Postcards from Tradocia

Shouting into the Void

For some reason, I’m often gripped with a sort of paralysis regarding my writing here. One might chalk it up to writer’s block, but I think it’s more existential than that. I’ve written about the echo chamber effect of blogging (or Narcissistic Blogger Syndrome); this is an offshoot. It’s a sense of shouting into the void, a screaming against the blackness in the vastness of the internet. Scale out further, though, and the mind reels; just as I’m one tiny voice among billions, so is our world a mere speck in the unfathomable universe, all of our joys and struggles ultimately amounting to nothing in the cosmic calculus.

Thus is born religion, a search for meaning as the mind’s eye zooms out to encompass the universe and finds reason lacking. Not being of the religious sort, though, I risk falling into the classic atheist’s trap: of placing supreme faith in the flawed entity of man. For if there is no supreme being, no higher force, then what else is there but man’s reason, intellect, emotion? But to have faith in man means continual disappointment. Our flaws make us unsuitable as objects of worship, or even as dependable actors; for if nothing else, every man disappoints in the final act of dying. And so, we find ourselves back at religion again. But, as Han Solo said, “Kid, I’ve flown from one side of this galaxy to the other. I’ve seen a lot of strange stuff, but I’ve never seen anything to make me believe there’s one all-powerful Force controlling everything.”

I wrote about this denial of a universal “plan” here, at a soldier’s funeral.

The only part of his sermon that I remember was the usual part that chaplains and pastors and such like to give at a funeral of a young man or woman. There’s always a bit about “God’s plan,” which I inevitably find absurd and offensive. The same thought shot through my head as he spoke the words: God’s plan? It’s in God’s plan that this young soldier – not even twenty-one years old – is dead now, while so many others, unworthy of living, still walk? If that’s God’s plan, well…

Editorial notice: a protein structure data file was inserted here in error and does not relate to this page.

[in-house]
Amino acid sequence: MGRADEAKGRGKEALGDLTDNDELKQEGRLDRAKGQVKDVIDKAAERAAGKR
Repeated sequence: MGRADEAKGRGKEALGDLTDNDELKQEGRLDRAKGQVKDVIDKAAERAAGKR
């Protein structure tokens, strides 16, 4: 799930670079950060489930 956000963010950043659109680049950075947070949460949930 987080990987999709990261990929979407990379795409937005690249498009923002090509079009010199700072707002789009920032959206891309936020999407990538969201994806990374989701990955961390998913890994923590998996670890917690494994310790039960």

After all this pontificating, though, I come to the meat of this post: all of the preceding words seem terribly trite and unoriginal. Men were debating these very issues before the birth of Christ, and here I am, two thousand+ years later, typing the same stuff. Everything’s been said already! By an accident of birth, I’m a latecomer to civilization – it’s all downhill from here!

Maybe my real problem is that my thinking is too large-scale and I should concentrate on contributing to Cute Overload.


  1. Seth Jones

    As a pastor, I find what you say here compelling and honest. The Book of Ecclesiastes in the Old Testament might be worth a read, not because I am proselytizing to you in any way, but only because he talks exactly about what you talk about here. People are often surprised to find such a perspective encompassed by the Biblical literature. Ecclesiastes is one of my favorite books in the Bible.

    As to the “God’s plan” way of talking, the phrase does not exist in Scripture. Whenever I do a funeral, I think of people like you standing or sitting out there and what this kind of phrasing might sound like to them. Based on personal experience and further confirmation by what you say here and other sources, the “God’s plan” language is offensive, especially where the insanity and meaninglessness of death, bullets and warfare are active. There are better ways of providing comfort and promise in the face of death.

    Well-written and thought out post, which made me think, which is always a good idea.

  2. Crystal Lynn Kamm

    I adore this post, and I can completely relate to this concept. Follow my YouTube channel if you’re interested in connecting over this shout-into-the-void feeling.

    Message me if you want :)

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